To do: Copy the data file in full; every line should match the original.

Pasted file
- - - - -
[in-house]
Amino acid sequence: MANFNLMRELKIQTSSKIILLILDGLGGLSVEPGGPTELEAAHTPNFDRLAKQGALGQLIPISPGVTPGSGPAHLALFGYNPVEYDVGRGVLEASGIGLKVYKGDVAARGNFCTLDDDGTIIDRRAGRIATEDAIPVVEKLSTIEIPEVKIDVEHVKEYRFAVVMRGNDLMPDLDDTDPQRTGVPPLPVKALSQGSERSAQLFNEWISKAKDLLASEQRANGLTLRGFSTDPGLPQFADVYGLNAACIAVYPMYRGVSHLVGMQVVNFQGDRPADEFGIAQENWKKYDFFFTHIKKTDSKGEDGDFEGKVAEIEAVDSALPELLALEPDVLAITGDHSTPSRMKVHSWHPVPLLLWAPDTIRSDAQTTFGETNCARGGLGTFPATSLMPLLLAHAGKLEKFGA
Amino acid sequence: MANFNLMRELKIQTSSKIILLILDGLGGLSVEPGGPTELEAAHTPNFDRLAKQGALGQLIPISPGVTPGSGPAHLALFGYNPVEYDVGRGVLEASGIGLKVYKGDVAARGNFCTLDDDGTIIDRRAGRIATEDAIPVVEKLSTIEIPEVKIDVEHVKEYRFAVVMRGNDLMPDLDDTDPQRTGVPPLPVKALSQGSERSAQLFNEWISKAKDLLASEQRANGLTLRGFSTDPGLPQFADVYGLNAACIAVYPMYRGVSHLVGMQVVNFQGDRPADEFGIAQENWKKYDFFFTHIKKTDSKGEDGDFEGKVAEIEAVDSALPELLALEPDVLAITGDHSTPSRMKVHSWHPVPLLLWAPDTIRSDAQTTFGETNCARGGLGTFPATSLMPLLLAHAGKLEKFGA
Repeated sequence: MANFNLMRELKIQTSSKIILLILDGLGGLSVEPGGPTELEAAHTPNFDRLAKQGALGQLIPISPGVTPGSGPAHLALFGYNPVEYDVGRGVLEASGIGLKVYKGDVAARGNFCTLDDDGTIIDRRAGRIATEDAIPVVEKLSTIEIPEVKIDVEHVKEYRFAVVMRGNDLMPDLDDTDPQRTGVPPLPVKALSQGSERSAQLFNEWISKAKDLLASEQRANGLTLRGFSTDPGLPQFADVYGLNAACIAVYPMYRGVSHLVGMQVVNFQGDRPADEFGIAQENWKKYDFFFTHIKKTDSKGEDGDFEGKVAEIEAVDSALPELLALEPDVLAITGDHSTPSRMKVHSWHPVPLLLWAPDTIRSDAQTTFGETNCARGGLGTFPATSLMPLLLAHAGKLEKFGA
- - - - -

[in-house]
Amino acid sequence: MANFNLMRELKIQTSSKIILLILDGLGGLSVEPGGPTELEAAHTPNFDRLAKQGALGQLIPISPGVTPGSGPAHLALFGYNPVEYDVGRGVLEASGIGLKVYKGDVAARGNFCTLDDDGTIIDRRAGRIATEDAIPVVEKLSTIEIPEVKIDVEHVKEYRFAVVMRGNDLMPDLDDTDPQRTGVPPLPVKALSQGSERSAQLFNEWISKAKDLLASEQRANGLTLRGFSTDPGLPQFADVYGLNAACIAVYPMYRGVSHLVGMQVVNFQGDRPADEFGIAQENWKKYDFFFTHIKKTDSKGEDGDFEGKVAEIEAVDSALPELLALEPDVLAITGDHSTPSRMKVHSWHPVPLLLWAPDTIRSDAQTTFGETNCARGGLGTFPATSLMPLLLAHAGKLEKFGA
Amino acid sequence: MANFNLMRELKIQTSSKIILLILDGLGGLSVEPGGPTELEAAHTPNFDRLAKQGALGQLIPISPGVTPGSGPAHLALFGYNPVEYDVGRGVLEASGIGLKVYKGDVAARGNFCTLDDDGTIIDRRAGRIATEDAIPVVEKLSTIEIPEVKIDVEHVKEYRFAVVMRGNDLMPDLDDTDPQRTGVPPLPVKALSQGSERSAQLFNEWISKAKDLLASEQRANGLTLRGFSTDPGLPQFADVYGLNAACIAVYPMYRGVSHLVGMQVVNFQGDRPADEFGIAQENWKKYDFFFTHIKKTDSKGEDGDFEGKVAEIEAVDSALPELLALEPDVLAITGDHSTPSRMKVHSWHPVPLLLWAPDTIRSDAQTTFGETNCARGGLGTFPATSLMPLLLAHAGKLEKFGA
Repeated sequence: MANFNLMRELKIQTSSKIILLILDGLGGLSVEPGGPTELEAAHTPNFDRLAKQGALGQLIPISPGVTPGSGPAHLALFGYNPVEYDVGRGVLEASGIGLKVYKGDVAARGNFCTLDDDGTIIDRRAGRIATEDAIPVVEKLSTIEIPEVKIDVEHVKEYRFAVVMRGNDLMPDLDDTDPQRTGVPPLPVKALSQGSERSAQLFNEWISKAKDLLASEQRANGLTLRGFSTDPGLPQFADVYGLNAACIAVYPMYRGVSHLVGMQVVNFQGDRPADEFGIAQENWKKYDFFFTHIKKTDSKGEDGDFEGKVAEIEAVDSALPELLALEPDVLAITGDHSTPSRMKVHSWHPVPLLLWAPDTIRSDAQTTFGETNCARGGLGTFPATSLMPLLLAHAGKLEKFGA